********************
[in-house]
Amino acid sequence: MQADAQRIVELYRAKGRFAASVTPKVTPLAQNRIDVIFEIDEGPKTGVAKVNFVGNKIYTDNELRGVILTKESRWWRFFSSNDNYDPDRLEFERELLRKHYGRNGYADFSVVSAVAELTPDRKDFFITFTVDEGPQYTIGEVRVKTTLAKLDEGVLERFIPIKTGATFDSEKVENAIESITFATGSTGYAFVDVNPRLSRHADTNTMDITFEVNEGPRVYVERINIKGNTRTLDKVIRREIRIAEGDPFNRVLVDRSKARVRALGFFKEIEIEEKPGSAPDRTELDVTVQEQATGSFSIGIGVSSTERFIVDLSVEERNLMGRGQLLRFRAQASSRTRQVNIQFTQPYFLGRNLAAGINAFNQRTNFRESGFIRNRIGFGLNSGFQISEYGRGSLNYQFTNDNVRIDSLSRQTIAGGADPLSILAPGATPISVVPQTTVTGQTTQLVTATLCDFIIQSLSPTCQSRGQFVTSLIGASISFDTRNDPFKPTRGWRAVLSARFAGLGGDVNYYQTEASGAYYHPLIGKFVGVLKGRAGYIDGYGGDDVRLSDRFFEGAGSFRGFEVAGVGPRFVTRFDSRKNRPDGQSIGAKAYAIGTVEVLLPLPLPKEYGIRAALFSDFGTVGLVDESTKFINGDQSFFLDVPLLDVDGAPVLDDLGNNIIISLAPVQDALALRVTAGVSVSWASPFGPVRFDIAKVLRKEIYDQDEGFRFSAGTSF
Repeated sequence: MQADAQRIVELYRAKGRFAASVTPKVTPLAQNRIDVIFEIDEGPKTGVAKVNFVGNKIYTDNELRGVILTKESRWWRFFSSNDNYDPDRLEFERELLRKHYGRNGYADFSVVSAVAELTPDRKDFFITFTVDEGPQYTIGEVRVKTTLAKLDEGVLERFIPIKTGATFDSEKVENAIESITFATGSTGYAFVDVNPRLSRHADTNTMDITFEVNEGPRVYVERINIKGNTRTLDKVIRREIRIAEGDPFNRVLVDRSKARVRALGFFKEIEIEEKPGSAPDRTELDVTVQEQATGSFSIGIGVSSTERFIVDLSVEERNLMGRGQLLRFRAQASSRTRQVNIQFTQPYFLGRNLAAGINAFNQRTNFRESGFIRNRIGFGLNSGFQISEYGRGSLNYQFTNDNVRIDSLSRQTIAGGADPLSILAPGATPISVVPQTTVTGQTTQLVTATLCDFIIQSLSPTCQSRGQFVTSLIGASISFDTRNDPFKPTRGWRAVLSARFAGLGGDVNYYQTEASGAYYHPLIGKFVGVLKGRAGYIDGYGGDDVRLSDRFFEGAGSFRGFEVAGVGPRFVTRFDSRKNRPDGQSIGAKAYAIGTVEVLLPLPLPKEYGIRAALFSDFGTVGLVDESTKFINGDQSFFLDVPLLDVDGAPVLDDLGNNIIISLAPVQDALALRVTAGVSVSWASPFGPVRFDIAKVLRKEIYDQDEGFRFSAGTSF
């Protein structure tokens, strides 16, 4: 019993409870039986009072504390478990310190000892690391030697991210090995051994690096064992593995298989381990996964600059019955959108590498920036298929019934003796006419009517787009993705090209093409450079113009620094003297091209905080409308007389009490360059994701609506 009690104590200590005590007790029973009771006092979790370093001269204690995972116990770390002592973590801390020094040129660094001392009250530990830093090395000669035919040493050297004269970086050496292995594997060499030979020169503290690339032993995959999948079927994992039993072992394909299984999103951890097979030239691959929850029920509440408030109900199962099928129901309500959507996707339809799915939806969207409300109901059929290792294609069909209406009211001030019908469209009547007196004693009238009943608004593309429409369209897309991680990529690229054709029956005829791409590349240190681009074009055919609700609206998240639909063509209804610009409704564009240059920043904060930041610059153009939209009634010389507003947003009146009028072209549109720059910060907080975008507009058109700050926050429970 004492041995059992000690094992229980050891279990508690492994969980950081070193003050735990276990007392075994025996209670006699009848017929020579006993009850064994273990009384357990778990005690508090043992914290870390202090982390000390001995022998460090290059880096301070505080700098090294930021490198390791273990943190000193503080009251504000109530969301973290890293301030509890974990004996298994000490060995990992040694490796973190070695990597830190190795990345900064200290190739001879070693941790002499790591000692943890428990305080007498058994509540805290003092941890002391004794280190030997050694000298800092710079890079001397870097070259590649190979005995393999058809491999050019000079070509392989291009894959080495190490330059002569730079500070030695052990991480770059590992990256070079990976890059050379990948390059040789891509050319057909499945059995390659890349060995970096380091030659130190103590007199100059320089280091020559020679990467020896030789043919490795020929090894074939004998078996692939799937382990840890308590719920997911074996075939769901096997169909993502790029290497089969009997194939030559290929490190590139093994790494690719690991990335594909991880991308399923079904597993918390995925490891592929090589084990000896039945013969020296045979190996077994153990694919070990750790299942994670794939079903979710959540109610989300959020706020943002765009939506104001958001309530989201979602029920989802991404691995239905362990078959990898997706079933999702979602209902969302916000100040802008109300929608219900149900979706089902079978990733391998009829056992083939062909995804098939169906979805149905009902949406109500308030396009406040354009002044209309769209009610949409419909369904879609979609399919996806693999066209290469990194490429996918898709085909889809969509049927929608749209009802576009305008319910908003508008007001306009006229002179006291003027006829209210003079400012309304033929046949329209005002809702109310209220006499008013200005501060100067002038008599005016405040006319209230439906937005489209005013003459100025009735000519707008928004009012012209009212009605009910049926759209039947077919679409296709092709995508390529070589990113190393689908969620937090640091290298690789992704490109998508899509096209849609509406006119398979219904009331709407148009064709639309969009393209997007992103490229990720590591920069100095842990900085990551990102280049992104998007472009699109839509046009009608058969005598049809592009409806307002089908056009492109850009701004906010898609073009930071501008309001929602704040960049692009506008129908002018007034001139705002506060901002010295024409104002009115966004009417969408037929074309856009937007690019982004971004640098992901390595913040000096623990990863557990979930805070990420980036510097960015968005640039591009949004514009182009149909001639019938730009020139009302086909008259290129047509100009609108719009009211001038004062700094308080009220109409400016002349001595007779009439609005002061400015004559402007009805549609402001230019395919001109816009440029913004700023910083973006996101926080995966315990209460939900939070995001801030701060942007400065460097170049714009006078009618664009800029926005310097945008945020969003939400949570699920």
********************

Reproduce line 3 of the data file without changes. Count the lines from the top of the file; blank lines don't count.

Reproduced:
Repeated sequence: MQADAQRIVELYRAKGRFAASVTPKVTPLAQNRIDVIFEIDEGPKTGVAKVNFVGNKIYTDNELRGVILTKESRWWRFFSSNDNYDPDRLEFERELLRKHYGRNGYADFSVVSAVAELTPDRKDFFITFTVDEGPQYTIGEVRVKTTLAKLDEGVLERFIPIKTGATFDSEKVENAIESITFATGSTGYAFVDVNPRLSRHADTNTMDITFEVNEGPRVYVERINIKGNTRTLDKVIRREIRIAEGDPFNRVLVDRSKARVRALGFFKEIEIEEKPGSAPDRTELDVTVQEQATGSFSIGIGVSSTERFIVDLSVEERNLMGRGQLLRFRAQASSRTRQVNIQFTQPYFLGRNLAAGINAFNQRTNFRESGFIRNRIGFGLNSGFQISEYGRGSLNYQFTNDNVRIDSLSRQTIAGGADPLSILAPGATPISVVPQTTVTGQTTQLVTATLCDFIIQSLSPTCQSRGQFVTSLIGASISFDTRNDPFKPTRGWRAVLSARFAGLGGDVNYYQTEASGAYYHPLIGKFVGVLKGRAGYIDGYGGDDVRLSDRFFEGAGSFRGFEVAGVGPRFVTRFDSRKNRPDGQSIGAKAYAIGTVEVLLPLPLPKEYGIRAALFSDFGTVGLVDESTKFINGDQSFFLDVPLLDVDGAPVLDDLGNNIIISLAPVQDALALRVTAGVSVSWASPFGPVRFDIAKVLRKEIYDQDEGFRFSAGTSF